On December 22, 2011 the only original pandulipi (manuscript) of Ramayana dated 1648 AD were stolen.

On December 22, 2011 when the only original pandulipi (manuscript) of Sri Ramcharitmanas (also referred to as the Ramayana) dated Samvat 1704 (1648 AD) and a few precious articles of its writer, Goswami Tulsidas, were stolen from the Hanuman temple in the Akhara Goswami Tulsidas on Tulsi Ghat, the Mishra family was shocked. Its then ‘Mahant’ or head priest, a noted environmentalist and professor at IIT-BHU, Veer Bhadra Mishra, had to face charges of theft conspiracy.

It led to massive search operations by the Varanasi police, which was ‘informally’ aided by the CBI and the intelligence agencies as it was feared that these rare articles could be smuggled abroad. It took seven months before the police recovered all the articles — the rare pandulipi of Sri Ramcharitmanas, the piece of Goswami Tulsidas’ boat and a few ornaments of the temple — from two people in Varanasi. “But this theft changed everything…The articles that were so far available for public viewing were safely locked only to be taken out once every year to celebrate the Tulsi Jayanti,” says Professor V.N. Mishra, son of Professor Veer Bhadra Mishra, who is now the ‘Mahant’.

Perturbed by all kinds of insinuations that his family had to face and the national and international media coverage, the Mishra family decided to make foolproof arrangements for safety and security of all articles related to Goswami Tulsidas in the temple where the great saint lived, even as they faced pressure from top government officials to hand over these items for greater safety. “My father thought how could he hand over the articles to the government when his family has been the custodian for centuries. So we brought a special fire and bullet resistant safe that weighed three quintals and placed it inside the temple. All the precious articles were then placed safely.”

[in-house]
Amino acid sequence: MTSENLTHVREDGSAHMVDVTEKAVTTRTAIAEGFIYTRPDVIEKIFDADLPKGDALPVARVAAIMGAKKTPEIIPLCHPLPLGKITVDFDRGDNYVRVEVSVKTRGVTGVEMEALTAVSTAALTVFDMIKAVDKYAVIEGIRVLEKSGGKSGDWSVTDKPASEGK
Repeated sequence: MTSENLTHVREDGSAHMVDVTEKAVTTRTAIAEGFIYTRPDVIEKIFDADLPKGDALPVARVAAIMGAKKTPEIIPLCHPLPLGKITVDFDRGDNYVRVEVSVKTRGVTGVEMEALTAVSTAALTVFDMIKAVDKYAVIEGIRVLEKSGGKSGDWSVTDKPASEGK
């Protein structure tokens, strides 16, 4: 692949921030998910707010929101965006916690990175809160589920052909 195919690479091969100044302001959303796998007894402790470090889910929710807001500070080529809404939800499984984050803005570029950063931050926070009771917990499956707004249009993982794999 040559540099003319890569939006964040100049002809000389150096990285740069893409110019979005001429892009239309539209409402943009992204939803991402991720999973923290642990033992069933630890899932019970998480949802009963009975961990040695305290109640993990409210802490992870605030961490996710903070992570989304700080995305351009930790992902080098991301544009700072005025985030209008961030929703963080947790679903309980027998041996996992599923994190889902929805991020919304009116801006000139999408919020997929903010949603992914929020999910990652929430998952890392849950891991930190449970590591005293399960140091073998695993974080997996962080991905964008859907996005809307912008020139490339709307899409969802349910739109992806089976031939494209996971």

Those seven months till the police recovered the rare manuscript of Sri Ramcharitmanas led to an interesting development. “As the chances of recovering the original manuscript dwindled with each passing day, I decided to collect as many manuscripts of Goswami Tulsidas works as possible, including Sri Ramcharitmanas, from whatever source I could,” says Dr. Vijay Nath Mishra, a leading neurologist and younger son of Professor Veer Bhadra Mishra. “And since then I have collected 173 handwritten manuscripts from all over India. These include the Ramayana and other works of Goswami Tulsidas. I also found Sri Ramcharitmanas in Urdu that was printed in a Lahore press 90 years ago, which contains rare handmade pictures related to the Ramayana. I even have manuscripts in Farsi and Awadhi,” says Dr. Mishra.